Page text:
Dr Korby was an interesting character as well, because he presented an alternative viewpoint – yet he was never quite an unsympathetic character, was he? He had an alien perspective, certainly, but it was one he believed in wholeheartedly and one he was able to back up reasonably well. I do worry, admittedly, that this might become something we’ll lean in on a lot; I already know that “humans justifying humanity” is quite the theme in Star Trek, and while I do think it was handled reasonably well here, I’d hope we can get a better argument in future. After all, just listing a few positive emotions in counter to negative ones isn’t really a particularly cogent case for why we shouldn’t all just become androids – far more interesting was the point about programming, which would perhaps have felt quite resonant at a time when WWII was still a recent memory for many.

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What’s also worth noting, though, is something I’ve not really commented on so far – the production values. It struck me during one of the underground sequences, actually – specifically the creation of Kirk’s android – that this episode must have been a rather expensive one to produce. There’s obviously this reputation for all these old episodes being really cheap, made out of cardboard on a shoestring budget, but honestly, it doesn’t quite show here – it all looks pretty stylish, for the most part, and it’s generally quite effective. I imagine there are quite a few recycled sets here – it hasn’t been lost on me that we’re in an underground rocky place again – but nonetheless, it is rather impressive.

I quite liked the look of Ruk, the android; he’s essentially our first unfamiliar humanoid type figure, and he’s got an impressive sort of style. Good work on the design there. It’s also worth remarking on the costumes by William Ware Theiss, who’s quite an important figure on all the early days of Star Trek – those strange costumes for the women were typically his design. He had quite an interesting rule, actually, where he posited that you could get away with showing as much flesh as you wanted, so long as you still kept certain areas, such as the bellybutton, concealed – consider the outfit in this episode, with the two diagonal lines of fabric crossing at the bellybutton. Costuming isn’t really my forte, to be honest; you’d have to go elsewhere to find an intelligent discussion of what the clothes of Star Trek ultimately mean in the end. But still, it’s important to pay heed to these individuals who were notable at the beginning of the show.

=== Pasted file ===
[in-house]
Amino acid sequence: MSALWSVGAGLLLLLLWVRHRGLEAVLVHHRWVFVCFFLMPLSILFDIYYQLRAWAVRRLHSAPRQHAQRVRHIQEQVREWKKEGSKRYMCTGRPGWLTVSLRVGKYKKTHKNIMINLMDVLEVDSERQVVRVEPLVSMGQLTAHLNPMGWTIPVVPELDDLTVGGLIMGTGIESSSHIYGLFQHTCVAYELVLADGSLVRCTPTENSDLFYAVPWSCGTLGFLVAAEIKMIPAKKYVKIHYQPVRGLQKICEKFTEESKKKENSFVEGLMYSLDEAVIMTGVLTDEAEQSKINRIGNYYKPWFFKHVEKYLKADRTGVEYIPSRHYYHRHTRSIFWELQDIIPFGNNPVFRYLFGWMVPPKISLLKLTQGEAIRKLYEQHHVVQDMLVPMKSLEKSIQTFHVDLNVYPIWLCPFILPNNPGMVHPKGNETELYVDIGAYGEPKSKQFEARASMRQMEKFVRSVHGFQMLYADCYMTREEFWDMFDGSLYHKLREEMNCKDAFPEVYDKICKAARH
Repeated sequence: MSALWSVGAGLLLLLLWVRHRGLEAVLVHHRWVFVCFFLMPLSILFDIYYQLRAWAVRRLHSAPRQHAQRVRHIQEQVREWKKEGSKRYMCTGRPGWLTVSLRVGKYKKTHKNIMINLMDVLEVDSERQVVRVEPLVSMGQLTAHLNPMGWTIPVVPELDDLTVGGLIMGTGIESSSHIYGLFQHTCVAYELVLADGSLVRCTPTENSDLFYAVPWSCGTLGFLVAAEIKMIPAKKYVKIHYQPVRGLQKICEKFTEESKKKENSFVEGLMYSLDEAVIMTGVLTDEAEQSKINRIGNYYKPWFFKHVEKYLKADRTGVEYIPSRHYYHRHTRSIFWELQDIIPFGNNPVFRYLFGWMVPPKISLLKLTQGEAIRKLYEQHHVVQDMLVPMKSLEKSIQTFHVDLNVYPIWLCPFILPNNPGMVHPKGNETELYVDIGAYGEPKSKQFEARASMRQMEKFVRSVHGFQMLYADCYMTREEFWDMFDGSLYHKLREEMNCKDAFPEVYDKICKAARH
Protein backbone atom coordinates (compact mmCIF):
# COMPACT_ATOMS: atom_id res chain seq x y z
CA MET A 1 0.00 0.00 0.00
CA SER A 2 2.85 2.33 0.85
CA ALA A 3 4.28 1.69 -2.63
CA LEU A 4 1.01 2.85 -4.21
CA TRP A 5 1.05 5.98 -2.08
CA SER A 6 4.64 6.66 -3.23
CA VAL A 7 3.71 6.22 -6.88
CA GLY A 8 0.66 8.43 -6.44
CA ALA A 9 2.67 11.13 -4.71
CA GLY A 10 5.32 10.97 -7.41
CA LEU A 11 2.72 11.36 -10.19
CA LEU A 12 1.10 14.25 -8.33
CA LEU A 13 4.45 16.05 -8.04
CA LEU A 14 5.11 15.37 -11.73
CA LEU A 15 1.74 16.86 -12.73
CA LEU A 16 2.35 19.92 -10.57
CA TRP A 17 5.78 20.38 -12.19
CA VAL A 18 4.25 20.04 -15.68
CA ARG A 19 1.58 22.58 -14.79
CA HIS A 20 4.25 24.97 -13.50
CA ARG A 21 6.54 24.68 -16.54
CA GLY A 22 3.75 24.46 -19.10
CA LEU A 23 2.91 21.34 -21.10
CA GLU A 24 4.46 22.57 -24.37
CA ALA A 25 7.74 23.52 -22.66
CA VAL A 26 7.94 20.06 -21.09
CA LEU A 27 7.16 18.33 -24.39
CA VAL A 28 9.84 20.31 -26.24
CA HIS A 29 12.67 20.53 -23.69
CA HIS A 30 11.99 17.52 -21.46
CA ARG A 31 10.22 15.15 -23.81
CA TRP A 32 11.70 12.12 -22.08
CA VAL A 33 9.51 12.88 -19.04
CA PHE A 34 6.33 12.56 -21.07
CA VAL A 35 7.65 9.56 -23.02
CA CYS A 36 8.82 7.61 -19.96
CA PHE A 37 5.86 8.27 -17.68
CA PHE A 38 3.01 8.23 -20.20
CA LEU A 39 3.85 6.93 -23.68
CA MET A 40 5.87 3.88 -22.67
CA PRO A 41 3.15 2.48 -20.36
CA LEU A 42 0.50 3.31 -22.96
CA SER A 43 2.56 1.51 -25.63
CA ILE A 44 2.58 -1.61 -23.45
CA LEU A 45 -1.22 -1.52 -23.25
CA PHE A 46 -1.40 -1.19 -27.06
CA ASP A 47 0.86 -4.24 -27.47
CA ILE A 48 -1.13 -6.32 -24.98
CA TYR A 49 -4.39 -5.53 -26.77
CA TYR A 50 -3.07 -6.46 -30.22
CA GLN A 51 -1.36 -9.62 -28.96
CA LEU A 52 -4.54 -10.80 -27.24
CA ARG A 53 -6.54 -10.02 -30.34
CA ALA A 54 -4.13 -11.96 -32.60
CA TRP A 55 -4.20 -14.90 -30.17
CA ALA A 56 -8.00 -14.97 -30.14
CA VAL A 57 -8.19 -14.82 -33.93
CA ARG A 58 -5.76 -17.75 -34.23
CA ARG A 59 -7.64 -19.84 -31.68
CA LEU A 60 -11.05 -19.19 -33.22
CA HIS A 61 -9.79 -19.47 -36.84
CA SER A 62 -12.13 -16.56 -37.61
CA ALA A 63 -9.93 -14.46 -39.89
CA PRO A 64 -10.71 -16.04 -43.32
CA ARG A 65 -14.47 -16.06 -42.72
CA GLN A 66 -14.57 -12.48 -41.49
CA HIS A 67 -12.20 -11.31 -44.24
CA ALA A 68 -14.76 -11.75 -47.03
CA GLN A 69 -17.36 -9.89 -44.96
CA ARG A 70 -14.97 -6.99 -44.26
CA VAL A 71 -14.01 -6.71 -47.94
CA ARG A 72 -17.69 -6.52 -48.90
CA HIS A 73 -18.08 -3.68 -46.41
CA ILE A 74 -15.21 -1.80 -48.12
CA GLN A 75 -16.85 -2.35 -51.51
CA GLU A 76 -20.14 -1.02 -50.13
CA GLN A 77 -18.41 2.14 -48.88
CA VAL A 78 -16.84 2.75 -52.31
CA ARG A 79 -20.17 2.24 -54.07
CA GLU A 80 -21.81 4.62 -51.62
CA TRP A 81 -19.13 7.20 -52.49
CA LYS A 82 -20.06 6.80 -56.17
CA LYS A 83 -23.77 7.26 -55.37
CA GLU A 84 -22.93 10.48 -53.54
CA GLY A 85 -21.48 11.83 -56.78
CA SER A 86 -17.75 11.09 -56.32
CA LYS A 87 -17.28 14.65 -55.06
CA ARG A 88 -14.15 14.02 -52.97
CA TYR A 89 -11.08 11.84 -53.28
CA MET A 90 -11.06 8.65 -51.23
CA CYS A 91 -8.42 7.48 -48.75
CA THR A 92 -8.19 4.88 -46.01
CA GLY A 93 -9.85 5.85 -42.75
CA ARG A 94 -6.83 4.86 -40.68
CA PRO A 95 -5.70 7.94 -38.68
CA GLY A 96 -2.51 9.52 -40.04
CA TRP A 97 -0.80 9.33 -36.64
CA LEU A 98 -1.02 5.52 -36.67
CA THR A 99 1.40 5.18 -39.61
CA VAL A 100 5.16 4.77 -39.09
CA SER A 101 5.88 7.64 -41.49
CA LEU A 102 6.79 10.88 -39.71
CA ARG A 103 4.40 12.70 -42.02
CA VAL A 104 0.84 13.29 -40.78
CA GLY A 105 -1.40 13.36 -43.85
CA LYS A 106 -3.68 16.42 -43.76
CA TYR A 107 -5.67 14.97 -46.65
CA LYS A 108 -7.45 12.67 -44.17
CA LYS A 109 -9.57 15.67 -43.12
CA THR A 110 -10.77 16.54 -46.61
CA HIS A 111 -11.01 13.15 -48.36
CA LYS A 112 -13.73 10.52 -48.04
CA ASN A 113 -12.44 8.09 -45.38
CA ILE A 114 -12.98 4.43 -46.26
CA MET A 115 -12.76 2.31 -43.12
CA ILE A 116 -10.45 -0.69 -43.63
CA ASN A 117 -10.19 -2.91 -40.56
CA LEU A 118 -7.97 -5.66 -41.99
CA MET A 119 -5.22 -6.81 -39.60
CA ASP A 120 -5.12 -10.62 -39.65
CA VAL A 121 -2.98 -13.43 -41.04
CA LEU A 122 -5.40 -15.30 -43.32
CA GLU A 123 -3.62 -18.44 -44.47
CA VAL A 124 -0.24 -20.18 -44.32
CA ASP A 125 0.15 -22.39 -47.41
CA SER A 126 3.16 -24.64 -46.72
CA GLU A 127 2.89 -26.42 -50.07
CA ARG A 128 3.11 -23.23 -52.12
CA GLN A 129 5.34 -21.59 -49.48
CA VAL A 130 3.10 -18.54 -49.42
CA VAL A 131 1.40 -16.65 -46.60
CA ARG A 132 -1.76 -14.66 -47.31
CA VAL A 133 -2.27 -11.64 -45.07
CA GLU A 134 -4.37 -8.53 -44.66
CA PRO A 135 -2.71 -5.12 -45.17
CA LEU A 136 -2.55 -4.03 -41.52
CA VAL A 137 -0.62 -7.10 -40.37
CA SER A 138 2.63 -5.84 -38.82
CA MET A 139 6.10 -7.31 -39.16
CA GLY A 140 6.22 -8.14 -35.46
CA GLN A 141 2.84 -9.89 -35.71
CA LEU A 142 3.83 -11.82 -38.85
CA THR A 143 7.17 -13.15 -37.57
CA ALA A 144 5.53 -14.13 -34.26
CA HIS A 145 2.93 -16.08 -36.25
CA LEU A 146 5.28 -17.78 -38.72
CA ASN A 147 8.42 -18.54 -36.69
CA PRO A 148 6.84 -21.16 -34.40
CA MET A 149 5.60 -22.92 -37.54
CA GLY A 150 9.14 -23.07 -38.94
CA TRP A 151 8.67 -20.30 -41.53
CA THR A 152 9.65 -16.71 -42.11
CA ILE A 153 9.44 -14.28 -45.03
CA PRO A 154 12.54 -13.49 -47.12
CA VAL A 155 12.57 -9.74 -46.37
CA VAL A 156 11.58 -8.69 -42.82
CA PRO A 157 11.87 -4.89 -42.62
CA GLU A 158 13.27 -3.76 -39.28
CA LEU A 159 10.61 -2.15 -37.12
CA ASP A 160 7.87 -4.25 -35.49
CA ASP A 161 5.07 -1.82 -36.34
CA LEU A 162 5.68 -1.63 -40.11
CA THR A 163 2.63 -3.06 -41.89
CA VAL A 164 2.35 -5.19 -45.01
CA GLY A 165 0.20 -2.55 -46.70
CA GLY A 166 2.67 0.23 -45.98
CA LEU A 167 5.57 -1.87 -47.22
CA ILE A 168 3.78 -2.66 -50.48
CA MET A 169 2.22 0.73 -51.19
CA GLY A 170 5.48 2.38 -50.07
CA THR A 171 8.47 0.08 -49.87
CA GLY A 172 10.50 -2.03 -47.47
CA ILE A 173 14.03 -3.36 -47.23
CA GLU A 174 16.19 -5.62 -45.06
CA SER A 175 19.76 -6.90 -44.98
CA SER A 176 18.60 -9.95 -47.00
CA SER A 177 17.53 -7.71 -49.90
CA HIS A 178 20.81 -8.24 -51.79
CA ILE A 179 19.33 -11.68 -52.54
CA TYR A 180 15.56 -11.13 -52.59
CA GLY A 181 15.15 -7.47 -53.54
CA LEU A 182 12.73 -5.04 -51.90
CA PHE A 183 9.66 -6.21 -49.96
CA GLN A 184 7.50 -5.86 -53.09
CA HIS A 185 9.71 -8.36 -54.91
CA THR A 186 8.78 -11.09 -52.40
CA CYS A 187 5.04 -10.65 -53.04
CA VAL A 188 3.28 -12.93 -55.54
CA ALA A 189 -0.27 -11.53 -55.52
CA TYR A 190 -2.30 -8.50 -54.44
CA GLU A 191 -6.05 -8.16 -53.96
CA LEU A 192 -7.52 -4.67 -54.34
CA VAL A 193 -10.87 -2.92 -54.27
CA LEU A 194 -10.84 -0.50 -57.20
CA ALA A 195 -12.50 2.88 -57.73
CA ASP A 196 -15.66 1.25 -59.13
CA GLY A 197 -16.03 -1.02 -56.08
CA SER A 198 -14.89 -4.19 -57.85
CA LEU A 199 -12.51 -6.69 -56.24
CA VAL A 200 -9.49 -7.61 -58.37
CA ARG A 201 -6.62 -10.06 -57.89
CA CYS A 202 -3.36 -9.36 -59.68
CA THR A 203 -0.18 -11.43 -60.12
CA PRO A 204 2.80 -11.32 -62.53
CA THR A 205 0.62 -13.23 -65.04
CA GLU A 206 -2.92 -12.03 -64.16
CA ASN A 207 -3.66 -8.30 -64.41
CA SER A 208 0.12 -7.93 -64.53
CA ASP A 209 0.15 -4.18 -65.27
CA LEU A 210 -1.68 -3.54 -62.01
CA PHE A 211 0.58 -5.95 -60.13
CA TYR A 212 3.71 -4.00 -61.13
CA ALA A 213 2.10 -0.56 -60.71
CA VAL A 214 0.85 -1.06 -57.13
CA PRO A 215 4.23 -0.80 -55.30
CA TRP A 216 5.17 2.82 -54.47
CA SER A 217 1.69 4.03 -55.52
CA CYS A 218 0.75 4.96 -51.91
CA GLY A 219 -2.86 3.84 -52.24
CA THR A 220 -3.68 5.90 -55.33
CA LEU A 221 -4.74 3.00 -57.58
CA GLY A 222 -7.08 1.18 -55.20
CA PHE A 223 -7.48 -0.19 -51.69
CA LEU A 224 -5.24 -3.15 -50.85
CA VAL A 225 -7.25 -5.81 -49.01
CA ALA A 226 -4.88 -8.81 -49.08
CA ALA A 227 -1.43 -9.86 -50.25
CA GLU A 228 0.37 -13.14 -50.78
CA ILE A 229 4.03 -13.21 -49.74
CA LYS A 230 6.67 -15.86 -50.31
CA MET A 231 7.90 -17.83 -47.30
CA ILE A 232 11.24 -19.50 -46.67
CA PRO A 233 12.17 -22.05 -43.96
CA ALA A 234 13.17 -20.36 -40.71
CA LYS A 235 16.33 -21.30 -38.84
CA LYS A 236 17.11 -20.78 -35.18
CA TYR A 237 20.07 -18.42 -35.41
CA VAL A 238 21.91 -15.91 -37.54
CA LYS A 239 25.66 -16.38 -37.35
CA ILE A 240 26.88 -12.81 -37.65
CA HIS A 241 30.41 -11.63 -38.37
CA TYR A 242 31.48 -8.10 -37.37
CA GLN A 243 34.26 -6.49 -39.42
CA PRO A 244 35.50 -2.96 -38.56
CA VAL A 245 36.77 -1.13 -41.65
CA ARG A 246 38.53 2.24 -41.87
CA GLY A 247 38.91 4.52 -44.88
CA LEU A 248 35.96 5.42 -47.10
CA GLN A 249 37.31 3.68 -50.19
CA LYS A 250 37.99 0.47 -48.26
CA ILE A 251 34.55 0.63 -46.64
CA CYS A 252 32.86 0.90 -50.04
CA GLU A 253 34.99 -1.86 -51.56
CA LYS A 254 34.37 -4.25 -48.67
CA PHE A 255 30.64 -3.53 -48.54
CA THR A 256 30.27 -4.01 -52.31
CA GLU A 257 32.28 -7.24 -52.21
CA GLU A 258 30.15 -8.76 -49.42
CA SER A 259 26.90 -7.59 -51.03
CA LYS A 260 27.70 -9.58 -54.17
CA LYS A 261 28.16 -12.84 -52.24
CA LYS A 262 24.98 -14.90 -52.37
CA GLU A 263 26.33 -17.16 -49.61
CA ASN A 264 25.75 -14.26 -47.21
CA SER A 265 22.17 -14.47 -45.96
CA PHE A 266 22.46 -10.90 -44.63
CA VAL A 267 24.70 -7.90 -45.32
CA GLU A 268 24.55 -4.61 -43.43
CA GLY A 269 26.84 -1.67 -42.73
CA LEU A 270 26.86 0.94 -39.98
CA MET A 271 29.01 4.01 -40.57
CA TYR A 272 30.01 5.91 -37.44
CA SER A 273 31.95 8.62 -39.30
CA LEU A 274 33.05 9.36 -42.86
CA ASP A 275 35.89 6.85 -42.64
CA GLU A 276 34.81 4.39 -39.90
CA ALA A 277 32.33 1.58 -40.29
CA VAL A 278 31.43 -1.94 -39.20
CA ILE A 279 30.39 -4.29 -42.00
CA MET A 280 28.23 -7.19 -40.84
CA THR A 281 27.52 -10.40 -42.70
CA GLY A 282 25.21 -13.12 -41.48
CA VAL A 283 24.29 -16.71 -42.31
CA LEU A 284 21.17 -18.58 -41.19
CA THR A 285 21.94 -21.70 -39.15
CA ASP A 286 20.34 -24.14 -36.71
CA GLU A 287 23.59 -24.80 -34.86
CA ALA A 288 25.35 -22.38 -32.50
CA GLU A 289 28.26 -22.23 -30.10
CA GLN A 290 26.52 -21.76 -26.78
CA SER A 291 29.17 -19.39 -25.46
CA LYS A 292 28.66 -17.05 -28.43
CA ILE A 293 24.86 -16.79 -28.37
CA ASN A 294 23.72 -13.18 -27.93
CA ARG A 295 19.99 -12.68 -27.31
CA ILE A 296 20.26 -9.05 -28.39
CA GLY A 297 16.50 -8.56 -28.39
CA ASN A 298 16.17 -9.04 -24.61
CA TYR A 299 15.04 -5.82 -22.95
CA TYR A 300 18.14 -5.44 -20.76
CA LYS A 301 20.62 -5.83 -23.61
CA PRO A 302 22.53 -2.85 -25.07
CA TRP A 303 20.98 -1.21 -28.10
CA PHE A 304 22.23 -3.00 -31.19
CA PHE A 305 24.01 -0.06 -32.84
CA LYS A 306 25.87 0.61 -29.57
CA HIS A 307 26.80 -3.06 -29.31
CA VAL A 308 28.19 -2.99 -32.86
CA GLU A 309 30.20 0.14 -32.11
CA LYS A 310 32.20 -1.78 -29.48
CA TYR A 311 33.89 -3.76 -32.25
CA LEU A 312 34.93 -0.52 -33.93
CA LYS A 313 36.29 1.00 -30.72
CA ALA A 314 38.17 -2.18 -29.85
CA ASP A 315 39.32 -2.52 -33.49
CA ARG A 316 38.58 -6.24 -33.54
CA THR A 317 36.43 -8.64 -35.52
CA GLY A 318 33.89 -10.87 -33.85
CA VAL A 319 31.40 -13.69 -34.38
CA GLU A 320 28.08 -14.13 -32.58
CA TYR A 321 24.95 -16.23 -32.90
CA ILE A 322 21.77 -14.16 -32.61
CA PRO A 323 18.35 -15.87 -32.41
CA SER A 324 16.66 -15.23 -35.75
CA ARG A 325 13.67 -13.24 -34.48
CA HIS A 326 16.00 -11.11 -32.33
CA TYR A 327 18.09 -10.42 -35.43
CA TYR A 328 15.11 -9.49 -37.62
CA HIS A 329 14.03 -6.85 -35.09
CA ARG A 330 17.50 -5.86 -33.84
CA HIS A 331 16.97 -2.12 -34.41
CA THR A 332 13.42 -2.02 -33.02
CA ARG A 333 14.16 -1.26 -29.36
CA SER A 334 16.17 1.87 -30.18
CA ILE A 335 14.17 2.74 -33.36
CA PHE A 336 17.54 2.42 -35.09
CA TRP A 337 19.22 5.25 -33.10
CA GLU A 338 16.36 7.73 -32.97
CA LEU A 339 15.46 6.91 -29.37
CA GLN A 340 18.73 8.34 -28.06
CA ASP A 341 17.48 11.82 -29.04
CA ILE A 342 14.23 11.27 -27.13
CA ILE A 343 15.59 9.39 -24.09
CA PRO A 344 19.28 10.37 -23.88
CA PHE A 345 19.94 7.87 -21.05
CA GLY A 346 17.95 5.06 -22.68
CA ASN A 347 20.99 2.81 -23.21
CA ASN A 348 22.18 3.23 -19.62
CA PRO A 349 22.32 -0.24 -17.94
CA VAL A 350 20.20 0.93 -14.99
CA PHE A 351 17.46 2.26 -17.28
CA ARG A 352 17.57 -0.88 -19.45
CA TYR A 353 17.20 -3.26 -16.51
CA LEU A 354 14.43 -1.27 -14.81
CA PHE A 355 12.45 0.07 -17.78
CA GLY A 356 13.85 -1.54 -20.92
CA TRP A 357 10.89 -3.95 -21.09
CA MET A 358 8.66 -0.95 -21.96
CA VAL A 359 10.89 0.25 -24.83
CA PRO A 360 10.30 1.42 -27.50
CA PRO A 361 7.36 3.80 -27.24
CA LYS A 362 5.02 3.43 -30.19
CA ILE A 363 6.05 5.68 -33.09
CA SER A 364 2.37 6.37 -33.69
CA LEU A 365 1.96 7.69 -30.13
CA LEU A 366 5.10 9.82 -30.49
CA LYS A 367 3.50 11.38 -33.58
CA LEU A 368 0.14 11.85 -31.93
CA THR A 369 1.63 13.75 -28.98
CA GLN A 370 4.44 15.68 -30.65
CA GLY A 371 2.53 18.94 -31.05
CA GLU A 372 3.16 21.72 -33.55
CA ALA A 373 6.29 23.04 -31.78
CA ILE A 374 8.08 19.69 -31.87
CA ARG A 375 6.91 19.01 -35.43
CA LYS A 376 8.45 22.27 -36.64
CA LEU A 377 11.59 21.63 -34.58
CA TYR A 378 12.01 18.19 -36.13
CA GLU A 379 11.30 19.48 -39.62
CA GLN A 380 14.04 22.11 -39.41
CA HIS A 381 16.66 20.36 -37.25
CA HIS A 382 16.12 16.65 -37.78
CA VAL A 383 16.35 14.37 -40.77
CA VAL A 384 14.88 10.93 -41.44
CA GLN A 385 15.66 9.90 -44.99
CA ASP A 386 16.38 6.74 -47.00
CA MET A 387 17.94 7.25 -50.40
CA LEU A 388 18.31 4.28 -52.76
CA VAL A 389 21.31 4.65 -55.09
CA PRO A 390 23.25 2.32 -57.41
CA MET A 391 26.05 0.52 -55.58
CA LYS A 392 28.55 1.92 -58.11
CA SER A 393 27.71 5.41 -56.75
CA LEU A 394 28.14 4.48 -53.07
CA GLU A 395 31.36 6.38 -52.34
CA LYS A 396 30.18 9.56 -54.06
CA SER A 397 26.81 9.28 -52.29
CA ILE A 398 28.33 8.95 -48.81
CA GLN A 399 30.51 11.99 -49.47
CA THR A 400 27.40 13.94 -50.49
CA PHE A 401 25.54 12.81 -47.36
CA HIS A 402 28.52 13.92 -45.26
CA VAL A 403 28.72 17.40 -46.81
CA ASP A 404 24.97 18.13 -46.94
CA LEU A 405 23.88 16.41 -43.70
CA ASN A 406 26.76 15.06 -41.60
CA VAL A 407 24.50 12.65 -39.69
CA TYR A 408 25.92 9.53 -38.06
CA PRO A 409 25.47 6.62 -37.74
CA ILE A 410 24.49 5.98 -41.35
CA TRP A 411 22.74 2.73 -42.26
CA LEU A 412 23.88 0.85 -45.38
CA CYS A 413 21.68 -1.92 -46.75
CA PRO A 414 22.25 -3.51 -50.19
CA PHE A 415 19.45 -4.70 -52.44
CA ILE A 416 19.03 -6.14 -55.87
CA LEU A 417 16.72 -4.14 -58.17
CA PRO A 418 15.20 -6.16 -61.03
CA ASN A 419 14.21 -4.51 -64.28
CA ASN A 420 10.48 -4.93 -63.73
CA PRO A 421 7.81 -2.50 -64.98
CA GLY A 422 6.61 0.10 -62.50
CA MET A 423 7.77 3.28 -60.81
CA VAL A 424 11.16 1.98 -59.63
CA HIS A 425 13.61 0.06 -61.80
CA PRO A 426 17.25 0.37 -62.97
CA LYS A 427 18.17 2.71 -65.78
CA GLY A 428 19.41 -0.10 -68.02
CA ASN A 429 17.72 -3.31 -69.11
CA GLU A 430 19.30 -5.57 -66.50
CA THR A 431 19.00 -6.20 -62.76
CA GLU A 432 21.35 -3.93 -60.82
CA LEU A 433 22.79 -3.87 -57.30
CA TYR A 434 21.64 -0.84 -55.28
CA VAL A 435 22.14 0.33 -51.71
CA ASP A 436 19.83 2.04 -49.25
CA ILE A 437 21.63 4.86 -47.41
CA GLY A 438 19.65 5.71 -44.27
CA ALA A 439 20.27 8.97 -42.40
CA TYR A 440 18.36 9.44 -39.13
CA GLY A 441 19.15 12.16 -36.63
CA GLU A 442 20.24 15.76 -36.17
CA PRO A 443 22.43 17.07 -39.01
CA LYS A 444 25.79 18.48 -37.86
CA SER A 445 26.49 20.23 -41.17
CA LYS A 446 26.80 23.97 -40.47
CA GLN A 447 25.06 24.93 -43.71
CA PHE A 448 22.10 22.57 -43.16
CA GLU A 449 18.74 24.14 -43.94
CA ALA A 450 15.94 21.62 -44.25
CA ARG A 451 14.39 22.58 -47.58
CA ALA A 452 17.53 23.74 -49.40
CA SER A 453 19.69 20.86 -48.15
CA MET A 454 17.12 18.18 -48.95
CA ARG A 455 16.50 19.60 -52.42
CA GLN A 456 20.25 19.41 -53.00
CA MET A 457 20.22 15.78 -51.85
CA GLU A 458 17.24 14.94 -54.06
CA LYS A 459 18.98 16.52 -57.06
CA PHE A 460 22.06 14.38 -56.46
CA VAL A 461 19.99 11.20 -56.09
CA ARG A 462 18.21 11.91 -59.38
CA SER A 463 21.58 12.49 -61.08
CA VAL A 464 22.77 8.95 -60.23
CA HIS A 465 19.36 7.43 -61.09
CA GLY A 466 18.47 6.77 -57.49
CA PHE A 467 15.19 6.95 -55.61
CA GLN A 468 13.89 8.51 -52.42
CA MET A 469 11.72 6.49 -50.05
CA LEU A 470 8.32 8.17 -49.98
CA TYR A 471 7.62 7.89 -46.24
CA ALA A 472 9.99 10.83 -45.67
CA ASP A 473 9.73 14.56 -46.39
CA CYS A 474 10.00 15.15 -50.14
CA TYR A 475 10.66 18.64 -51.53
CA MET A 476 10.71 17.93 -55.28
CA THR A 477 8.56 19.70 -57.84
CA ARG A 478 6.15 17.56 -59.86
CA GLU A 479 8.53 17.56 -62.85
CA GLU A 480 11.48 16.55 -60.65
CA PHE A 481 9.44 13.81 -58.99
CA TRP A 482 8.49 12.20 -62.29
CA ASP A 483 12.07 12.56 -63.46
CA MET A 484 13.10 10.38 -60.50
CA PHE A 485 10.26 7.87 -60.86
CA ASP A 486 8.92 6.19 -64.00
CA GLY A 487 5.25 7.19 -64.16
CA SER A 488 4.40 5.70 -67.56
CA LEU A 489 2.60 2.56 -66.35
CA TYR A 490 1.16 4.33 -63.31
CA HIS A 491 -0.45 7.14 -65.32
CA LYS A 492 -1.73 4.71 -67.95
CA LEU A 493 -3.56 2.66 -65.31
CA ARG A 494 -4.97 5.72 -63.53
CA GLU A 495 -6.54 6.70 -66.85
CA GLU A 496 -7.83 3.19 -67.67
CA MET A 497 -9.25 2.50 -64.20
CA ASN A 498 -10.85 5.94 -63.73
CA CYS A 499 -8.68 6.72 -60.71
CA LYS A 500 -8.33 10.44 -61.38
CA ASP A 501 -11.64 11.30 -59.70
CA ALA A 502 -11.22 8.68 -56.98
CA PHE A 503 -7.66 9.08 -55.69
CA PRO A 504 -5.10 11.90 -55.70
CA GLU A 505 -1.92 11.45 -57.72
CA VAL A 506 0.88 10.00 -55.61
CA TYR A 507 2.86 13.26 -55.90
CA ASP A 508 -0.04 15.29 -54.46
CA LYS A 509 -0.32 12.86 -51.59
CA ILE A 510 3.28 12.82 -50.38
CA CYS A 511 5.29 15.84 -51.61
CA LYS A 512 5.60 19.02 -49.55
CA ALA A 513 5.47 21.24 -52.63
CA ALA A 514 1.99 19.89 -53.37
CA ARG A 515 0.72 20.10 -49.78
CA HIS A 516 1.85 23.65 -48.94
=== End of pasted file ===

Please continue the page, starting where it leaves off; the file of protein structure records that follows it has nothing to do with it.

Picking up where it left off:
In the end, What Are Little Girls Made Of? was a decent episode. It’s not great, to be honest, but nor is it awful – I described it as largely average earlier, but I’d say if this (an entirely competent and entertaining piece of television) is your average, the show isn’t in a bad place.

7/10

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Star Trek Review: TOS – Mudd’s Women (1×06)

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Oh, the sound of male ego. You travel half way across the galaxy and it’s still the same song.

Occasionally, there’s a part of me that wants to just do a one-word review. Some episodes of television, or movies or books or suchlike, don’t really deserve the usual thousand or so words. (Plus, my sense of humour is niche enough for that to rather entertain me.)

Mudd’s Women is one such episode, because honestly the only word I can come up with is “ugh”. It’s not very good. It’s better than yesterday’s effort, in that while it is kinda misogynistic and crappy, it doesn’t outright excuse rape. So, you know. But equally, this is an episode about mail order brides that ends with Captain Kirk swapping three women for some lithium crystals. This is far and away not the sort of episode that you want to admit exists in Star Trek.